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Runaway Polymerases Can Wreak Havoc in Cells

October 16, 2014

A train without working brakes can cause a lot of destruction if it careens off the tracks. And it turns out that a runaway RNA polymerase II (pol II) can cause a lot of damage too.  But it doesn’t cause destruction, so much as disease.

Working brakes are important for both large and small machines, including RNA polymerase. Image from Wikimedia Commons

Unlike a train, which has its brakes built right in, pol II has to count on outside factors to stop it in its tracks. And one of these brakes in both humans and yeast is a helicase: Sen1 in yeast and Senataxin, the product of the SETX gene, in humans. 

Mutations in SETX are associated with two devastating neurological diseases: amyotrophic lateral sclerosis type 4 (ALS4) and ataxia oculomotor apraxia type 2 (AOA2), both of which strike children and adolescents.  One idea is that these mutations may short circuit the brakes on pol II, causing it to keep on transcribing after it shouldn’t. And this is just what Chen and colleagues found in a new paper in GENETICS.

The researchers used the simple yet informative yeast model system to look at some of these mutations, and found that they disrupted the helicase function of Sen1 and caused abnormal read-through of some transcriptional terminators.  Looks like bad brakes may indeed have a role in causing these devastating diseases.

Some human proteins can function perfectly well in yeast. Unfortunately, Senataxin isn’t one of those; it could not rescue a sen1 null mutant yeast, so Chen and coworkers couldn’t study Senataxin function directly in yeast. But because Senataxin and Sen1 share significant homology,  they could instead study the yeast protein and make inferences about Senataxin from it.

First, they sliced and diced the SEN1 gene to see which regions were essential to its function. They found that the most important part, needed to keep yeast cells alive, was the helicase domain. But this wasn’t the only key region.

Some flanking residues on either side were also important, but either the N-terminal flanking region or the C-terminal flanking region was sufficient. Looking into those flanking regions more closely, the researchers found that each contained a nuclear localization sequence (NLS) that directed Sen1 into the nucleus. This makes perfect sense of course…the brakes need to go where the train is!  If we don’t put the brakes on the train, it won’t matter how well they work, the train still won’t stop.

These flanking sequences appeared to do more than direct the protein to the nuclear pol II, though.  When the authors tried to use an NLS derived from the SV40 virus instead, they found that it couldn’t completely replace the function of these flanking regions even though it did efficiently direct Sen1 to the nucleus.

Next the researchers set out to study the disease mutations found in patients affected with the neurological disease AOA2.  They re-created the equivalents of 13 AOA2-associated SETX mutations, all within the helicase domain, at the homologous codons of yeast SEN1.

Six of the 13 mutations completely destroyed the function of Sen1; yeast cells could not survive when carrying only the mutant gene. When these mutant proteins were expressed from a plasmid in otherwise wild-type cells, five of them had a dominant negative effect, interfering with transcription termination at a reporter gene. This lends support to the idea that Sen1 is important for transcription termination and that the disease mutations affected this function.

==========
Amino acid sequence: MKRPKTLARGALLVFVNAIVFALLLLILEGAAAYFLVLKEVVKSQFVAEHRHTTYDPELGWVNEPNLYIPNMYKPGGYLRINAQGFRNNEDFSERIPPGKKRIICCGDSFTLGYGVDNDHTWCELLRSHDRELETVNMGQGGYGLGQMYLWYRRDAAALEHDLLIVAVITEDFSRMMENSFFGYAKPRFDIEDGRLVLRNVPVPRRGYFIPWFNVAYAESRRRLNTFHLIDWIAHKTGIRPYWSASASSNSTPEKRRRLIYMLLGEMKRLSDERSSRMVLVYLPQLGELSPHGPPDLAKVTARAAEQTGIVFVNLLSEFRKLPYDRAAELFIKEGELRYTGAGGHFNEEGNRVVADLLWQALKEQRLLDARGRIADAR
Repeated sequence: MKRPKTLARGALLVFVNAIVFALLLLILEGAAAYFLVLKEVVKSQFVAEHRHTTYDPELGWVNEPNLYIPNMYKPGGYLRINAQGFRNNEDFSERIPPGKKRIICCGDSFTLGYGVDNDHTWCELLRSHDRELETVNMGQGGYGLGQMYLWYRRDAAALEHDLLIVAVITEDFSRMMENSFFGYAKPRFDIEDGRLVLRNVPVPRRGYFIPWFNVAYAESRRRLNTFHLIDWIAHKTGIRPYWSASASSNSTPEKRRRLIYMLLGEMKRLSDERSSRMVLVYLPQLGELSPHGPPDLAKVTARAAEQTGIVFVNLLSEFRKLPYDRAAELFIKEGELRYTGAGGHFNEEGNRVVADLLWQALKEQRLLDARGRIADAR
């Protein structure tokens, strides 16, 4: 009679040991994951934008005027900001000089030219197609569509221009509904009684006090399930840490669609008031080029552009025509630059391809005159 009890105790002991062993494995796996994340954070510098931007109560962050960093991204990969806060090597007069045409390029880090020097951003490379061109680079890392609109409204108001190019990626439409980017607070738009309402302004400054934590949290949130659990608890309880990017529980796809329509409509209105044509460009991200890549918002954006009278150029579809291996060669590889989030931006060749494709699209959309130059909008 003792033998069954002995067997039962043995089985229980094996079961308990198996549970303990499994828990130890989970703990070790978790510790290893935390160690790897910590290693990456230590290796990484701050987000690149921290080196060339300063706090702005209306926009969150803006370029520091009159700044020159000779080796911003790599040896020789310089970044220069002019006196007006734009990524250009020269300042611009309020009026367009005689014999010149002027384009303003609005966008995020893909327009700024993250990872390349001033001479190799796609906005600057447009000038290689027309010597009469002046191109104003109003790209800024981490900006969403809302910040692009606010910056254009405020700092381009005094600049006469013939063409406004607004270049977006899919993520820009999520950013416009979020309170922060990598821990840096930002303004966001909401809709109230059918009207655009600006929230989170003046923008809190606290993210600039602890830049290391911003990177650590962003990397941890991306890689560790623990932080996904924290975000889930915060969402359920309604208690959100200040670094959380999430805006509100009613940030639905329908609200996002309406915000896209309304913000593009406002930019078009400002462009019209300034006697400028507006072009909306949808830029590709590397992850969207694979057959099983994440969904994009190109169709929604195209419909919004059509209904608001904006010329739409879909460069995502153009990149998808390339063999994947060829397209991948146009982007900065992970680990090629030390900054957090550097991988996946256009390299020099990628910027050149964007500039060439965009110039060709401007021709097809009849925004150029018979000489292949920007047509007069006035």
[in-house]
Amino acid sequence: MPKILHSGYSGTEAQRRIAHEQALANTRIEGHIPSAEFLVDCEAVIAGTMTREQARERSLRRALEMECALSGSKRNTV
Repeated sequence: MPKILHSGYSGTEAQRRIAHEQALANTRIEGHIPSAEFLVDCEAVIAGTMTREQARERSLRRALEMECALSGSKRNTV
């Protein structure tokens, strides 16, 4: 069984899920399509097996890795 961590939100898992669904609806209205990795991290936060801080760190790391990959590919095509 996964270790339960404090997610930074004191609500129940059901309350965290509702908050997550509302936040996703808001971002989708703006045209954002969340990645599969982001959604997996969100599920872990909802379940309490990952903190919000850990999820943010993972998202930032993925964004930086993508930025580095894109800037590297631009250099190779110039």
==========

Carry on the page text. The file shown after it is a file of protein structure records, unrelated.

The remaining 7 of the 13 mutant genes could support life as the only copy of SEN1 in yeast. However, 5 of the mutant strains displayed heat-sensitive growth, and 4 of these showed increased transcriptional readthrough.

Taken together, these results show that the helicase domains of Senataxin and Sen1 are extremely important for their function. They also show that Sen1 can be used as a model to discover the effects of individual disease mutations in SETX, as long as those mutations are within regions that are homologous between the two proteins.

It still isn’t clear exactly how helicase activity can put the brakes on that RNA polymerase train, nor why runaway RNA polymerase can have such specific effects on the human nervous system. These questions need more investigation, and the yeast model system is now in place to help with that.

So, although it might not be obvious to the lay person (or politician) that brainless yeast cells could tell us anything about neurological diseases, in fact they can. Yeast may not have brains, but they definitely have RNA polymerase. And once we learn how the brakes work for pol II in yeast cells, we may have a clue how to repair them in humans.

by Maria Costanzo, Ph.D., Senior Biocurator, SGD

SGD Fall 2014 Newsletter

October 15, 2014

SGD periodically sends out its newsletter to colleagues designated as contacts in SGD. This Fall 2014 newsletter is also available on the community wiki. If you would like to receive the SGD newsletter in the future please use the Colleague Submission/Update form to let us know.

You Can Thank Fruit Flies for Those Yummy Beers

October 14, 2014

A wonderful side effect of the close relationship between yeast and fruit flies is great tasting beer. Image from Wikimedia Commons

It is as simple as this, beer tastes good.  And if a new study in Cell Reports by Christiaens and coworkers pans out, you can thank fruit flies for some of those delicious flavors.